The next step in the process to push Portland’s light rail into Vancouver is to secure taxes to fund expenses for operation and maintenance (O&M). Unlike the cost to construct light rail – which is funneled through state and federal taxes – monies for operation and maintenance are derived from taxes at the local level.To prepare to operate and maintain light rail, C-Tran is considering developing a high capacity transit (HCT) ballot measure that would institute a 0.1% for a larger group or 0.2% sales tax increase for a smaller group.
The question of who would be given the opportunity to vote on the HCT ballot measure, and the after effects if the measure ultimately passes, were subjects of heated contention at the March 20 meeting of C-Tran’s Board of Directors.
On the table are two options. The first involves the entire C-Tran district which includes the cities of Vancouver, Battleground, Camas, and Washougal. This option places the lower amount of 0.1% as a sales tax increase on the ballot for a simple up or down vote.
The second option selects a smaller voting group, a sub-district, and doubles the sales tax increase to 0.2%. The sub-district effectively narrows in on those citizens more likely to vote yes on light rail and who supposedly benefit most from the planned high capacity transit, presumably those living in or close to downtown Vancouver. In this case, those in the outlying areas would be spared a potential tax increase, but they would still have access to Vancouver’s light rail system should they choose to use it.
Citizens say, let me vote on light rail
What one side calls sub-districting, however, the other calls gerrymandering and voter disenfranchisement.
Representing those excluded from the proposed sub-district, State Legislator Paul Harris of the 17th District echoed his constituents’ demand to have a voice in the light rail debate. “Just let me vote,” said Rep. Harris, paraphrasing the many emails he has received on the issue. “Don’t cram this down my throat. Just let me vote.”
The majority of citizens and officials attending the meeting expressed similar sentiments. After listening to speaker after speaker cry out “we want to be heard,” newly appointed C-Tran Board Member Connie Jo Freeman, representing Camas and Washougal, reported that her constituents wholeheartedly agree.
Although a few officials in the outlying cities have come out in favor of sub-districting, based on the belief that higher sales tax in Vancouver would cause their constituents to boycott the larger city and shop closer to home, others say this is unrealistic.
“The sad thing about Washougal is we’re so tiny we don’t have a Freddy’s. We don’t have a Costco; we don’t have a mall; we don’t have a Penny’s or Kohl’s,” said Connie Jo Freeman. “We don’t have any of that. In all reality, we have to shop in Vancouver.”
Legal issues mount with tax debate
In light of the fact that residents of the outlying areas of Clark County rely on core merchants to provide some goods and services, the implementation of a C-Tran sub-district begins to reek of taxation without representation. Additional arguments against sub-districting include the possibility of legal complications and the risks inherent in “segregating” C-Tran, i.e., pitting light rail urban users paying a higher sales tax against bus riding suburban area dwellers paying a lower sales tax.
As C-Tran Board Member Steve Stuart contends, “I do believe that we’re an interdependent, interrelated system…that one piece does effect the other…that if you bring light rail in and you’re operating and maintaining it, it will have impact, positive or negative, on our bus system in our outlying communities.”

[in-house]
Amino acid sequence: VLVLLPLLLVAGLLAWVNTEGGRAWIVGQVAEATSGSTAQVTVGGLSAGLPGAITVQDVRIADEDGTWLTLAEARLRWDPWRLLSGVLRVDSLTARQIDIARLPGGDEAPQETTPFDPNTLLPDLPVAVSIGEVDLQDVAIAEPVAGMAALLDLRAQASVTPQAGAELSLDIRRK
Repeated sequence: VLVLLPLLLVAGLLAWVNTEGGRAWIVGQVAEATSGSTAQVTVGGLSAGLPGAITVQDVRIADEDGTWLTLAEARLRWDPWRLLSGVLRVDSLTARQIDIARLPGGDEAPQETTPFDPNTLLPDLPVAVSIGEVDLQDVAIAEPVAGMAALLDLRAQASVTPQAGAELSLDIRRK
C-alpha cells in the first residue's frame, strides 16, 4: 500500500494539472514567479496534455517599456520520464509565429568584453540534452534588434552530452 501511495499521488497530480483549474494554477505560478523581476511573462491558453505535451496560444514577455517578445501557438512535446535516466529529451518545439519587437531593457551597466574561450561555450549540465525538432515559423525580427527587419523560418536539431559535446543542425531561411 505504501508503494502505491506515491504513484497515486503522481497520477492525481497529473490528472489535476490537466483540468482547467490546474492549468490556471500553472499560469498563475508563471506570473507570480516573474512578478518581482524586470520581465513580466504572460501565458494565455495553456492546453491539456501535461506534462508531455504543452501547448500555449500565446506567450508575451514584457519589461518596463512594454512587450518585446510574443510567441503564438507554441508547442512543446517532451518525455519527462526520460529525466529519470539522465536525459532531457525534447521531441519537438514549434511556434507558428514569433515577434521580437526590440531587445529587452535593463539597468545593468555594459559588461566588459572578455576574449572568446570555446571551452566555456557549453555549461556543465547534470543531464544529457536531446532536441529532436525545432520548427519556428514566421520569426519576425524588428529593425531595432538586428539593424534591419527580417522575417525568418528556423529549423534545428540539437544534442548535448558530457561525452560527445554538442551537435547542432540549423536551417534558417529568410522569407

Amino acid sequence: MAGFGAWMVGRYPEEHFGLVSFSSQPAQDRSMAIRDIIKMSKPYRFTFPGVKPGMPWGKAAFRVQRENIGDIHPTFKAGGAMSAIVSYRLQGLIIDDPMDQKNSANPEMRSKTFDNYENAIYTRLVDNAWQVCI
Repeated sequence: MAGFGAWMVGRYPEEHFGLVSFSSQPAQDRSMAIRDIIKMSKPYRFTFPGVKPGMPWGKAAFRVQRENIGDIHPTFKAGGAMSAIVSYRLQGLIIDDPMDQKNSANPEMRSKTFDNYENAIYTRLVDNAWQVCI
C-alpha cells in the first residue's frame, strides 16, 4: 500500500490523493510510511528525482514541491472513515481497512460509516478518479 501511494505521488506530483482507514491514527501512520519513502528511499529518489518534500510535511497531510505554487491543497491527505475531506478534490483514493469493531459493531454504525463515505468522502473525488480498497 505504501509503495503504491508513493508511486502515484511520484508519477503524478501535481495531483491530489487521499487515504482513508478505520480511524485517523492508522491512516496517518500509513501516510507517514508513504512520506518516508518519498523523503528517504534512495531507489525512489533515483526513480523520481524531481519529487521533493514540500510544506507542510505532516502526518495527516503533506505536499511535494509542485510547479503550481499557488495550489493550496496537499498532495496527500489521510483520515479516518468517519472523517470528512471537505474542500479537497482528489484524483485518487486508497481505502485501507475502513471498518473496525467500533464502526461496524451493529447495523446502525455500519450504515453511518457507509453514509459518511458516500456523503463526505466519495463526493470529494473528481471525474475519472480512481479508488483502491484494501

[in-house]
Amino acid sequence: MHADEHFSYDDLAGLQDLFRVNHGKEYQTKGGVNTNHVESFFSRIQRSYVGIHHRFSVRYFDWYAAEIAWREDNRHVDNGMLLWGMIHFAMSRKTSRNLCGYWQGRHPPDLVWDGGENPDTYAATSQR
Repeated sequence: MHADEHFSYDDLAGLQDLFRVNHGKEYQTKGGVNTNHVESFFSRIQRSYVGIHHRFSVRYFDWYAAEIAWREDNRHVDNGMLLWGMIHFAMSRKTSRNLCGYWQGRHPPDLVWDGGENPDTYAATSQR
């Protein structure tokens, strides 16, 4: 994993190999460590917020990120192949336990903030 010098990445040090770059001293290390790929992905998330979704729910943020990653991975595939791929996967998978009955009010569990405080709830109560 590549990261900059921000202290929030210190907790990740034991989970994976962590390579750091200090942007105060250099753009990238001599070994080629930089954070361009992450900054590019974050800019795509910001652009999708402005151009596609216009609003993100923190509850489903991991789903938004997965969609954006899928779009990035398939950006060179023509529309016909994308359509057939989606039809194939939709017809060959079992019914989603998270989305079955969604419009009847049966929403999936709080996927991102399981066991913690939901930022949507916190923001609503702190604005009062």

Also central to the controversy is a public that tends to view the light rail O&M vote as a referendum on the Columbia River Crossing Light Rail Tolling project (CRC). Mayor Tim Leavitt opposes that view and sought to convince the C-Tran Board of his notion that it’s not a vote on whether the public wants light rail or not, it’s a vote on taxes for light rail’s operation and maintenance.
“Some folks are continuing to manipulate this vote as a referendum on the (CRC light rail) project…it is a vote about raising taxes to support operations and maintenance,” said Leavitt.
However, Mayor Leavitt also admitted that, due to state and federal finance stipulations, “without light rail transit, there is not going to be $1.7 to $2 billion of freeway, highway, and interchange improvements on the I-5 corridor.” Although he insists that light rail construction can go forward without seeking tax increases for O&M, no plan has yet been devised to do so.
Regardless of how much impact the high capacity tax initiative would ultimately have on light rail and the CRC in general, residents who oppose the transportation proposals that are currently underway view the vote as a rare opportunity to send a message to the officials that represent them.
In the words of Steve Stuart, “This may be the only way that people will have a chance to have a say on the Columbia River Crossing project. It’s not a referendum. It’s an operation and maintenance bill, but it may be the only chance that people have to have a say on a huge project that has huge impacts on people’s lives and economy.”
The March 20 C-Tran meeting ultimately came to an end without a final vote on the HCT sales tax measure. Perhaps this, more than anything else, demonstrates the contentious and problematic nature of the ongoing debate surrounding Vancouver light rail and the CRC.
Channeling the frustrations of many, concerned citizen Richard Schoen took the Board of Directors to task. “If you guys don’t want to vote, it’s because you are afraid of a vote. And what are you afraid of? Are you afraid that people will tell you you’ve been wrong and spending our money for no good reason all this time? I think that’s what the situation is, and it stinks!”